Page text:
Figure 8: Three mean eigenvalues of the gyration tensor of the vesicle at . The solid and dashed lines represent data for and , respectively. Error bars are displayed at several data points.

When a finite spontaneous curvature () is added to the membrane, the azimuthal shape deformation and rod assembly are not modified but the longitudinal deformation is changed [see Figs. 4(b) and (c)]. This change is induced by the vanishing axial force . With increase in , decreases and the curve in Fig. 4(a) exhibits a downward shift. For , is always positive and the phase behavior is almost identical with that at [compare the curves in Figs. 4(b) and (c)]. For , reaches a null value at , and consequently, the longitudinal shape deformation starts before the azimuthal deformation is completed. For , at and the longitudinal shape deformation starts before the azimuthal deformation. It is known that negative surface and line tensions induce buckling of flat membranes Noguchi (2011b) and worm-like micelles den Otter et al. (2003), respectively. In contrast, the negative axial force of the membrane tube induces the longitudinal shape deformation. For the isotropic membrane, the negative force induces the formation of a small hourglass-shaped neck in the tube and subsequent pinch-off into vesicle formation. In the present anisotropic system, instead, the negative induces longitudinal phase separation and the resulting narrow cylindrical tube is stabilized by a cylindrical rod scaffold. The rod scaffold preferentially aligns along the edge of the spherical bud. The increase in from to is caused by the position change of the narrow tube from the center to the edge [see Figs. 1(e) and (f)].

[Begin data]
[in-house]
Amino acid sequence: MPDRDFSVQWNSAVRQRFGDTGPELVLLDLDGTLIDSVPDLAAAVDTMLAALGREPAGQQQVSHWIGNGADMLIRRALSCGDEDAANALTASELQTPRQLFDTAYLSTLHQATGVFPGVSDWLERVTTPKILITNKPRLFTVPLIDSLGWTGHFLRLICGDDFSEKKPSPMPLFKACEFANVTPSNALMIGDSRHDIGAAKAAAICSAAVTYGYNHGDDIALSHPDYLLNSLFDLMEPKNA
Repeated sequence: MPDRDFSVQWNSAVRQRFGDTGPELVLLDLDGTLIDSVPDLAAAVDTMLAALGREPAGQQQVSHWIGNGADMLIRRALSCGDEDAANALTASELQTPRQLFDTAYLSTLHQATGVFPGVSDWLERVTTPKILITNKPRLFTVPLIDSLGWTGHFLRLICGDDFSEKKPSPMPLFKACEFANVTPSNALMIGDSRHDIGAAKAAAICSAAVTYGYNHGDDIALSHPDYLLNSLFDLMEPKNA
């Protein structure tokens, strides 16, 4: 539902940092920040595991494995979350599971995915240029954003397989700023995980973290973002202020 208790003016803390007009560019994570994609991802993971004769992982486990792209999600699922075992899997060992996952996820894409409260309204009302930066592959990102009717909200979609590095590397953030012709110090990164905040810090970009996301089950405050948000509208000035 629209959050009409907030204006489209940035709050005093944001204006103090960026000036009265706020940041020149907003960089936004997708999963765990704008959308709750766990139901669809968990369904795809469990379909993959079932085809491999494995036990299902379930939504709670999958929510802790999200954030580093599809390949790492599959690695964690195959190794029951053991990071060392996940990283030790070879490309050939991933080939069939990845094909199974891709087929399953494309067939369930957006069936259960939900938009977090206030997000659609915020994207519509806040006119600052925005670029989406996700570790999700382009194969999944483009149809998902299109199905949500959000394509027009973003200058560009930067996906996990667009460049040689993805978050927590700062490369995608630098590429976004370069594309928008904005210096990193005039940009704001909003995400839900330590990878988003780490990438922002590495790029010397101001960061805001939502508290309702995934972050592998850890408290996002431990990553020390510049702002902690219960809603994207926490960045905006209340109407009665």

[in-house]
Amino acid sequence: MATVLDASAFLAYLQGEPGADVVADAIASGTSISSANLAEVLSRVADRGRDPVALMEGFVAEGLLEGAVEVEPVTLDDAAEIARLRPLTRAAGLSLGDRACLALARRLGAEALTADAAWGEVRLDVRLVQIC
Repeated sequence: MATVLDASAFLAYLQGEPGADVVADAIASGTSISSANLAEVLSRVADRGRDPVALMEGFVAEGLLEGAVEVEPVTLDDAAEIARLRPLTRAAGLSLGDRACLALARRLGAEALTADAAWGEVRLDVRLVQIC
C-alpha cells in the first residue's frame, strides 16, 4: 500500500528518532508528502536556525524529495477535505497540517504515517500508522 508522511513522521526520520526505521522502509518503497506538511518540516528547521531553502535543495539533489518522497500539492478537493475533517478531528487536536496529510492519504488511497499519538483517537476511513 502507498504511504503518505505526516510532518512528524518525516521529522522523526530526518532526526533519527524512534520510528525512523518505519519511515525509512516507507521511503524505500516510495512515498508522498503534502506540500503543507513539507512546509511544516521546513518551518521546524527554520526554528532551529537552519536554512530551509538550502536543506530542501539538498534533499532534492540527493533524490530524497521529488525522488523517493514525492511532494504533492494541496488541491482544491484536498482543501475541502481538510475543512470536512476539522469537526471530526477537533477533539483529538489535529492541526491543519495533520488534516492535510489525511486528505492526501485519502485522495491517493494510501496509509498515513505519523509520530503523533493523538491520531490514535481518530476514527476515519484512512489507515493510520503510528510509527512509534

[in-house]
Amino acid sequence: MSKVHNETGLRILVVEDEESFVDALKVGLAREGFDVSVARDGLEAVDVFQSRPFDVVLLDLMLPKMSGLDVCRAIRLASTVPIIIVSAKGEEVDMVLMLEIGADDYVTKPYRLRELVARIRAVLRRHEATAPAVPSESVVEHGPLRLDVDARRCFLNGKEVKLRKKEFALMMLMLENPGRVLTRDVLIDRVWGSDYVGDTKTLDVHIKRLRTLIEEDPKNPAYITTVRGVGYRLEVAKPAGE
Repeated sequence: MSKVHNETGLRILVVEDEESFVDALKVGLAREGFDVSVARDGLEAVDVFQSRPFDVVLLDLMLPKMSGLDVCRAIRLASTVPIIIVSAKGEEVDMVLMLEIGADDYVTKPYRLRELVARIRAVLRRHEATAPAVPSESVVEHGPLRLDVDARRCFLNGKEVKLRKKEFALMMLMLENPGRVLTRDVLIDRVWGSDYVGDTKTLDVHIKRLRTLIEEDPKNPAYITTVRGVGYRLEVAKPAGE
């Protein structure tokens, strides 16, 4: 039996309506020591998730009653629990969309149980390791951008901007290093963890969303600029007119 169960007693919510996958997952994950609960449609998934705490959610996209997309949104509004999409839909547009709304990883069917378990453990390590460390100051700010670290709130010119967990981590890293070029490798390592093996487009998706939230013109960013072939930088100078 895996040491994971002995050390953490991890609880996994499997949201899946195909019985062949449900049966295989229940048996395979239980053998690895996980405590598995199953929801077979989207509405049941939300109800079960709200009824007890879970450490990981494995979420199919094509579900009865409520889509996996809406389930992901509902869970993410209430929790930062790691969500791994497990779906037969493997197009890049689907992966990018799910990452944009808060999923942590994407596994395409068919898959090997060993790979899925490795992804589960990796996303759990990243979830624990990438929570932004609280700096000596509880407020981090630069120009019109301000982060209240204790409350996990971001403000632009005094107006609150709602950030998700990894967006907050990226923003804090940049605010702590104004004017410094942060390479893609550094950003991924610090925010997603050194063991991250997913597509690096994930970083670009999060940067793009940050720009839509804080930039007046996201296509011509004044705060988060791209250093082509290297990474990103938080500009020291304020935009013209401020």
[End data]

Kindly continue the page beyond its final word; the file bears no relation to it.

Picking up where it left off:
As the protein volume fraction increases, the azimuthal rod assembly occurs at smaller values of , since the average spontaneous curvature at the elliptic edge increases [see Fig. 5(a)]. In contrast, the longitudinal rod assembly is not sensitive for small values of but the assembly rate decreases at large values of . This is because the membrane deformation is suppressed as more than the half region of the edges is occupied by the rods. Thus, the protein rods assemble on the membrane tube in the two-step manner for zero or small values of spontaneous curvature of the membrane and low volume fraction of the rods.

Iv Vesicle

The directional phase separations also occur in the vesicle (see Figs. 6 and 7). With increases in , the rods assemble at the equator of the vesicle and the vesicle deforms into an oblate shape. With further increase, the rods are concentrated at one end and vesicle forms a cockscomb-like bump. These two processes are similar to those in the membrane tube. With even further increase, the rods form a cylindrical scaffold and the vesicle becomes a tadpole shape. This additional transformation is not observed in the membrane tube. The tubule formation is obtained for the vesicle at .